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pfrost

Weekly Wings of WWI (TV Allen edition)

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Not that I can even do a tiny bit as well as Chris had done, I thought I would add something to the WWWIW threads.

T.V. Allen Co., the prominent Los Angeles jewelers and stationers, was founded in 1912. This company made fine paper, printed items, school rings and sports medals. Special printing jobs were featured during the 1932 Olympics, and for years, T.V. Allen Co. made the Academy Award envelopes!  Initially, they were located in downtown Los Angeles at 723 7th St (1912 to circa 1916) then they moved to Hill Street between 8th and 9th St (circa 1919), then to 815 Maple Ave (circa1920’s).  These dates are rather broad and are based on the dates from various advertisements that I found during my research. They were still in business through WWII and into the 1950’s. They were very active in producing fraternity/college-related jewelry and advertised in most of the local college and high school yearbooks, it seemed.  I don’t see that they were involved (at least directly) in making military insignia, but I do know that they likely had a die for both the WWI pilot AND observer wings. To date, I have seen only two TV Allen made badges.  If I had to guess, I would think that they may have made a special “one off” order for flight insignia for a USC graduate in 1918 or so (that is just a guess of course) but TV Allen frequently advertised in the USC yearbooks and school newspapers.

The wing itself is of the “Dallas” design.  The wing is cinched onto a metal (likely brass) cloth covered backing plate using small silver prongs.  The wing is of one-piece construction and highly vaulted and finely feathered. The pin is attached to the backing plate and is covered with a fine black/dark blue fabric.  The dimensions of this wing are rather long, so it gives the overall badge an elongated and rather “aerodynamic” effect. The hallmark is simply the name of the maker “TV Allen”.

The only other TV Allen wing I have seen was in another collection.  The pilot wing is also a one-piece construction, without the backing plate. The feathering pattern and shape of the badges aren’t that similar.  The pilot badge is a bit more delicate in design and has had the pales of the shield cut out.  However, both badges are very handsome.

TVAllen1.jpg

TVAllen3.jpg

TVAllen1a.jpg

TVAllen2.jpg

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TV Allen advertised rather heavily in Southern California.  They made (or at least sold) trophies, fraternity jewelry, school rings, and fine paper work.  What is interesting is this photo of an engraver working at the TV Allen shop.  He is apparently making the plates for engraving cards or stationary, but one can imagine how an engraver would be working on the dies for a pilot wing. 

TVAllen Advert.jpeg

TVAllenHallmark.jpg

TVAllenWorkshop.jpg

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Cool-

Only two full size pilot's wings? Wow- I guess the chance of running across one is pretty much zero. Thanks for posting- the wing looks in detail comparable to a Haltom or Shreve. Did the full size wing look like the observer as well?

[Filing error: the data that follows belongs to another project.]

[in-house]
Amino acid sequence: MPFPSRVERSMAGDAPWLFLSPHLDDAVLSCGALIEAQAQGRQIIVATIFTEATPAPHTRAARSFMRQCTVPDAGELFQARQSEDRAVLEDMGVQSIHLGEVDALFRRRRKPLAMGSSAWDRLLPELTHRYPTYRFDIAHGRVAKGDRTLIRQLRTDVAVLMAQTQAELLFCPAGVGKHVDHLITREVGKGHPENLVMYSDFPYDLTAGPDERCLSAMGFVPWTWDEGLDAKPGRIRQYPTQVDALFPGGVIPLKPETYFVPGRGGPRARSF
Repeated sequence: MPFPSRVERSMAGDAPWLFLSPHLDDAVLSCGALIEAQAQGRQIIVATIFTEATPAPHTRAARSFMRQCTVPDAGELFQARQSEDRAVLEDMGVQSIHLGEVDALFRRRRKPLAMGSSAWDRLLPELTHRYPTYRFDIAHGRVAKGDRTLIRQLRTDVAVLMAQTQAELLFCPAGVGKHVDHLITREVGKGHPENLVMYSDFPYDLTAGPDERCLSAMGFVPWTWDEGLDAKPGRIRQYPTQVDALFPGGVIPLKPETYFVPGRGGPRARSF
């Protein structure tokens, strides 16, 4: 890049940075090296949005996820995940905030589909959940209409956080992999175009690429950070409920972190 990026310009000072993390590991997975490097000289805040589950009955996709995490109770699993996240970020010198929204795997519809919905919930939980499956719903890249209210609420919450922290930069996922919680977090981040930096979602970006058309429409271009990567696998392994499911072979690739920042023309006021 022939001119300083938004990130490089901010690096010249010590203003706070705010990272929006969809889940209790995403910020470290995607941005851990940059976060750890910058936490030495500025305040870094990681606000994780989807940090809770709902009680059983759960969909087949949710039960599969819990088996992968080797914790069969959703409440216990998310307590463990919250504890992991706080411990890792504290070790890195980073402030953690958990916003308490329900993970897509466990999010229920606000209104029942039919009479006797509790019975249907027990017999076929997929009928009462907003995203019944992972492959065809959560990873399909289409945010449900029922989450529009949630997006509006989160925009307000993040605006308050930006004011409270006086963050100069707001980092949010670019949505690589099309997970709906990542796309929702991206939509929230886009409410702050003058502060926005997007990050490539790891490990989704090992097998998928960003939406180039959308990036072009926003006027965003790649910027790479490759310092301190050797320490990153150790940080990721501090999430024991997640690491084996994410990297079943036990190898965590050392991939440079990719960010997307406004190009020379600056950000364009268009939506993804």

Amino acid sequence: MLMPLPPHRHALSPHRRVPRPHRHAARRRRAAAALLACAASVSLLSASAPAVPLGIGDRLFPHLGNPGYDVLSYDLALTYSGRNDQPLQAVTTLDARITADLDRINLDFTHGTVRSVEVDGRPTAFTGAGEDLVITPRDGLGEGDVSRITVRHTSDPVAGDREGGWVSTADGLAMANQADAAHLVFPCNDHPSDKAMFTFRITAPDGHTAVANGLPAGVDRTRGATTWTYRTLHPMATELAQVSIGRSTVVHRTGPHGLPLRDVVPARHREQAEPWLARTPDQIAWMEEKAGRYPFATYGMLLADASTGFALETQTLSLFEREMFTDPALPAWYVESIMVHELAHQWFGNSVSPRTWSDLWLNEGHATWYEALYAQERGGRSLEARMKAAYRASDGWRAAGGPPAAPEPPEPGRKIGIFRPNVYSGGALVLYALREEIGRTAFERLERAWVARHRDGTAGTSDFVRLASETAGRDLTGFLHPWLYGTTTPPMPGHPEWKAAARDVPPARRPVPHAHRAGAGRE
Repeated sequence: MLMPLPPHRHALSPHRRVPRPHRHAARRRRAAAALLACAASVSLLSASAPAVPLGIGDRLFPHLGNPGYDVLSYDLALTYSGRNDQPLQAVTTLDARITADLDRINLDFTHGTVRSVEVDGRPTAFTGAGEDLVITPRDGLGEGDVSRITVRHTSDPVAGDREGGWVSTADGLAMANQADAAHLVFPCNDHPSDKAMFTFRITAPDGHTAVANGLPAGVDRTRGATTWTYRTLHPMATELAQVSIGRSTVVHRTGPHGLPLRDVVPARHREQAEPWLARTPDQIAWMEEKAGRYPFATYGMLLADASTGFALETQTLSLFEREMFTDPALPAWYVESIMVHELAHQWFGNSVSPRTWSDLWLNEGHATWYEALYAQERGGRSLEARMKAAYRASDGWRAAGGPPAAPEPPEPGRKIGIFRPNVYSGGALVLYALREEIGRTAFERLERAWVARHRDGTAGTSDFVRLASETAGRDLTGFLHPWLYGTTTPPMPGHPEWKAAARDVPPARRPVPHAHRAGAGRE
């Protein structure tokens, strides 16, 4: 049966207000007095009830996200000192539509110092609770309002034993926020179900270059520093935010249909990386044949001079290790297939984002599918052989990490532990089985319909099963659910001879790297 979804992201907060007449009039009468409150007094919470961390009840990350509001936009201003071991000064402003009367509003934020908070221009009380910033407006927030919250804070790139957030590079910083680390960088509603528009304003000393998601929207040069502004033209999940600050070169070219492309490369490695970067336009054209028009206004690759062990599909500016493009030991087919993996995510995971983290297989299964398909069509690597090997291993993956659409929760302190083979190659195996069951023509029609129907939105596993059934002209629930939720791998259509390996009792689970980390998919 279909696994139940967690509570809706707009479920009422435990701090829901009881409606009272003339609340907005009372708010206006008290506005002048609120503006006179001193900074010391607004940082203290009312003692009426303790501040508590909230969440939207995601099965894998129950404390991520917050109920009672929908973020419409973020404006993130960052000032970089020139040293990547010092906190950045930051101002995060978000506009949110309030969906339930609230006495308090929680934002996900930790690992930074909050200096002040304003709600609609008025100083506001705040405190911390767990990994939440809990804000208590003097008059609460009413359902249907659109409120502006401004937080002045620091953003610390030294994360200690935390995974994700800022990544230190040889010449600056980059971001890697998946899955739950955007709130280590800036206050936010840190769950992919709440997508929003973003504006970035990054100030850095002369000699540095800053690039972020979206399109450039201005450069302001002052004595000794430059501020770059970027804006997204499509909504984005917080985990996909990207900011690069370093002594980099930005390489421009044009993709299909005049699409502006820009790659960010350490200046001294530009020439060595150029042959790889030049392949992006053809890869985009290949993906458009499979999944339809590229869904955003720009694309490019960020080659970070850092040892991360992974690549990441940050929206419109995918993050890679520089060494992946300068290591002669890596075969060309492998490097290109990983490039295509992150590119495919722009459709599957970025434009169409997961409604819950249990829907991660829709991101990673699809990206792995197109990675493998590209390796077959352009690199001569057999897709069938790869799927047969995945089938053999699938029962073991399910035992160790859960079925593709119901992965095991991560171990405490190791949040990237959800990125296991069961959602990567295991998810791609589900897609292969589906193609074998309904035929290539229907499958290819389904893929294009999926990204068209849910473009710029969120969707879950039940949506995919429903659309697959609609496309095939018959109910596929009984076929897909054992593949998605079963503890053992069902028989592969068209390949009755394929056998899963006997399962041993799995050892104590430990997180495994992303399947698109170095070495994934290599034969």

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Patrick,

  1. What an excellent addition to the Weekly WW1 wing posts!
  2. Thank you very much for the week off!

Here is a little bit on Airfields that might be associated with T.V. Allen wings:

Ross_Field_-_California.jpg.a0a97284a94bf2f4a92d162a50a3be58.jpg

Ross Field, Arcadia.  The diagonal street near the top is Huntington Drive.

Ross Field.  I have often wondered about the fabulously rare T.V. Allen wings and wondered if there wasn't some association with that firm and the Air Service Balloon School at Ross Field in Arcadia.  So few T.V. Allen wings are known so as to make it difficult to come up with any strong theory to confirm or refute as to what airfields and which airmen would have worn them.  Ross Field was stood up on the grounds of what is today the Santa Anita Golf Course in Arcadia California.  During its brief wartime existence, over 200 Air Service Observers took their training at Ross Field.  TV Allen was about 15 miles from Arcadia in Los Angeles.  

Marchfield-3-1932.jpg.a010fdf0e60d4ca8af334b23e668083f.jpg

March Field -- Approximately 1930.  Showing the Field's distinctive chevron shape.  Many WW1 era airfields had distinctive shapes to make them easily distinguishable from the air

March Field.  The Air Service training field in Riverside is another possible field that may be associated with T.V. Allen.  About 50 miles from Los Angeles, March Field Airman may have gone down into Los Angeles as the closest "Big City."  By 1917-1918, Hollywood was well on its way to becoming; "The Film Capitol of the World."  Airmen training at Ross Field would no doubt have gone down into the big city to hob-nob with celebrities.

Aviation General Supply Depot, Los Angeles.  Another large Army Air Service activity that can at least be geographically associated with the Los Angeles area was the Aviation General Supply Depot. T.V. Allen could also have found young aviators stationed at the depot among their customers for wings.

San Diego and Sacramento Fields.  Airmen from Mather Field, Rockwell Field, or any other California Air Service activities would also have flown to March Field for navigation training.  No doubt those young men would have wanted to visit Los Angeles in the hopes of meeting Errol Flynn, Mary Pickford or Elsie Janis!


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No, the pilot wing was slightly different. Sadly I promised the person who owns the pilot wing that I wouldn't post its photo on the forum.

 

And I have only seen 1 pilot wing and 1 observer wing.

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